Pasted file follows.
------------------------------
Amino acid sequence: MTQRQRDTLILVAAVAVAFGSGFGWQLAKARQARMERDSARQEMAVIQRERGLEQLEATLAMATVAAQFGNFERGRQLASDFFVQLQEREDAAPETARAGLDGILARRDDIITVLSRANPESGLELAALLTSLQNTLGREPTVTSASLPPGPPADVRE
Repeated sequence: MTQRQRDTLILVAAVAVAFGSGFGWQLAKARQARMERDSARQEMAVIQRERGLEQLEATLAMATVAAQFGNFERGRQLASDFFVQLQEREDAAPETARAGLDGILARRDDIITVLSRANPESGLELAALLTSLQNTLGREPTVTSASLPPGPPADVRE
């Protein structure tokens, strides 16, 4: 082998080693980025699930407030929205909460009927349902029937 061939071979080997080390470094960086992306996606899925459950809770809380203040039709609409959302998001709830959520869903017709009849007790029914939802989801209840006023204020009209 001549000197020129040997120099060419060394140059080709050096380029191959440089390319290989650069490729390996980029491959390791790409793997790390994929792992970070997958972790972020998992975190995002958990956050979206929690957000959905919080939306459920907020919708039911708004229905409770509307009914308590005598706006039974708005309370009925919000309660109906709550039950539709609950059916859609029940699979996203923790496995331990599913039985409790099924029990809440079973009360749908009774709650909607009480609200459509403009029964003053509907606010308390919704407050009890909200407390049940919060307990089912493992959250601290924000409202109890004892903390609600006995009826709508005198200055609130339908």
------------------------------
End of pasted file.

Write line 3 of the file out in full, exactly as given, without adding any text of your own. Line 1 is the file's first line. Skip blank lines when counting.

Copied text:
């Protein structure tokens, strides 16, 4: 082998080693980025699930407030929205909460009927349902029937 061939071979080997080390470094960086992306996606899925459950809770809380203040039709609409959302998001709830959520869903017709009849007790029914939802989801209840006023204020009209 001549000197020129040997120099060419060394140059080709050096380029191959440089390319290989650069490729390996980029491959390791790409793997790390994929792992970070997958972790972020998992975190995002958990956050979206929690957000959905919080939306459920907020919708039911708004229905409770509307009914308590005598706006039974708005309370009925919000309660109906709550039950539709609950059916859609029940699979996203923790496995331990599913039985409790099924029990809440079973009360749908009774709650909607009480609200459509403009029964003053509907606010308390919704407050009890909200407390049940919060307990089912493992959250601290924000409202109890004892903390609600006995009826709508005198200055609130339908």